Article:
In the order denying Reed's motion for new trial on this ground, the trial judge stated that he had reviewed the trial transcript, “specifically in detail the portions in the transcript immediately prior to and immediately after the unrecorded bench conferences,” and listened to the testimony at the hearing on the motion for new trial. From that review, the trial court determined that the unrecorded bench conferences “dealt with either logistical/procedural matters or questions of law,” which did not violate Reed's right to be present. The trial court further found that Reed's presence at the conferences “would have been useless or the benefit but a shadow” and that Reed had acquiesced in his trial counsel's waiver of his presence at the bench conferences.

Reed does not specifically identify or address each of the individual bench conferences at issue in his appellate brief, nor did he do so in his trial court briefing. However, during oral argument, Reed addressed one bench conference that occurred during voir dire.8 Otherwise, Reed consistently refers to “the 26 Bench Conferences” collectively and asserts that all of them violated his right to be present. From our own review of the bench conferences identified in the Stipulation, it appears that five of the conferences occurred during voir dire and jury selection 9 and the remainder took place over the course of the trial after the jury was sworn. Because Reed's oral argument singled out one bench conference during voir dire, we will address the conferences before the jury was seated separately from the remainder of bench conferences cited in the Stipulation.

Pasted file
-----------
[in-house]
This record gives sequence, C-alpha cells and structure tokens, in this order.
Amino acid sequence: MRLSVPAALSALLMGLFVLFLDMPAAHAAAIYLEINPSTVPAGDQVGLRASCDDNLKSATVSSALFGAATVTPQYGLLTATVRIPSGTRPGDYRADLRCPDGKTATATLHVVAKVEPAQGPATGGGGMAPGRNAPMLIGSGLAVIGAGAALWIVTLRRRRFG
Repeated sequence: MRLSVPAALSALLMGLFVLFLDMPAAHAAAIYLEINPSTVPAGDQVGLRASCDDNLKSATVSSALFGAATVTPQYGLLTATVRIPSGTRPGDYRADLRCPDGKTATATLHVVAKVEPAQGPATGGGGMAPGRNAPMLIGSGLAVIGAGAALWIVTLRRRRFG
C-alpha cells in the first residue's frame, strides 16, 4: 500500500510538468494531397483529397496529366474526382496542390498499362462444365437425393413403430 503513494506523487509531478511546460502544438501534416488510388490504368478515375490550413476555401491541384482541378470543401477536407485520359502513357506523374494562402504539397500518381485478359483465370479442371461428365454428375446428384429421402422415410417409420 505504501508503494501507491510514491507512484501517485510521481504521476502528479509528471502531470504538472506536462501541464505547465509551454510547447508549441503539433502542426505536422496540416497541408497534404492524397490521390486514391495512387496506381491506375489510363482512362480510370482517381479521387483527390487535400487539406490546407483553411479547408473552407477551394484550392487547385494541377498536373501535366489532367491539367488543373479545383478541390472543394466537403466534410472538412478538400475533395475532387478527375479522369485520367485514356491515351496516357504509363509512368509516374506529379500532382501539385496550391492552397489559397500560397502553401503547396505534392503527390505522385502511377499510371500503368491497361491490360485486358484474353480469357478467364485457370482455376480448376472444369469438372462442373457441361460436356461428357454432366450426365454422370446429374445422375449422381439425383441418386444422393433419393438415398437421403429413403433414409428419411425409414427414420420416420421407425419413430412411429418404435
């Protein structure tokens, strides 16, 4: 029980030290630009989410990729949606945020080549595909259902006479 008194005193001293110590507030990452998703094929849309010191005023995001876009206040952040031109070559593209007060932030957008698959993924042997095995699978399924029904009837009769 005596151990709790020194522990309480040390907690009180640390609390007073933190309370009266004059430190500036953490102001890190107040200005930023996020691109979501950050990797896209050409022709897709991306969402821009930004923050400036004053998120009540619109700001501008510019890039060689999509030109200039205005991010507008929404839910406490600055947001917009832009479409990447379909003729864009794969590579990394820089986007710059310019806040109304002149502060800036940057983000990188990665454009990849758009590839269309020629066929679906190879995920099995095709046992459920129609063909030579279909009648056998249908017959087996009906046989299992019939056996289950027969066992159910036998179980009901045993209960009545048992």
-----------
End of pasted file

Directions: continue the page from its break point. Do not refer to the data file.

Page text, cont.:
(a) Bench Conferences During Voir Dire and Jury Selection

This Court has recognized that “[j]ury selection is a critical stage at which a defendant generally is entitled to be present, including at bench conferences.” Young v. State, 312 Ga. 71, 79 (9), 860 S.E.2d 746 (2021), cert. denied, ––– U.S. ––––, 142 S.Ct. 1206, 212 L.Ed.2d 215 (2022). Nevertheless, not every bench conference that occurs during the voir dire process necessarily implicates a defendant's right to be present. Conferences may occur during voir dire that involve legal argument or merely procedural or logistical matters, which do not implicate that right. See Champ, 310 Ga. at 840 (2) (b), 854 S.E.2d 706; Nesby, 310 Ga. at 759 (2), 853 S.E.2d 631. Moreover, as noted above, a defendant may acquiesce in his trial counsel's waiver of his presence at bench conferences involving jury issues where his counsel makes no objection to his absence and the defendant “remains silent after he or she is made aware of the proceedings occurring in his or her absence.” Murphy v. State, 299 Ga. 238, 241 (2), 787 S.E.2d 721 (2016).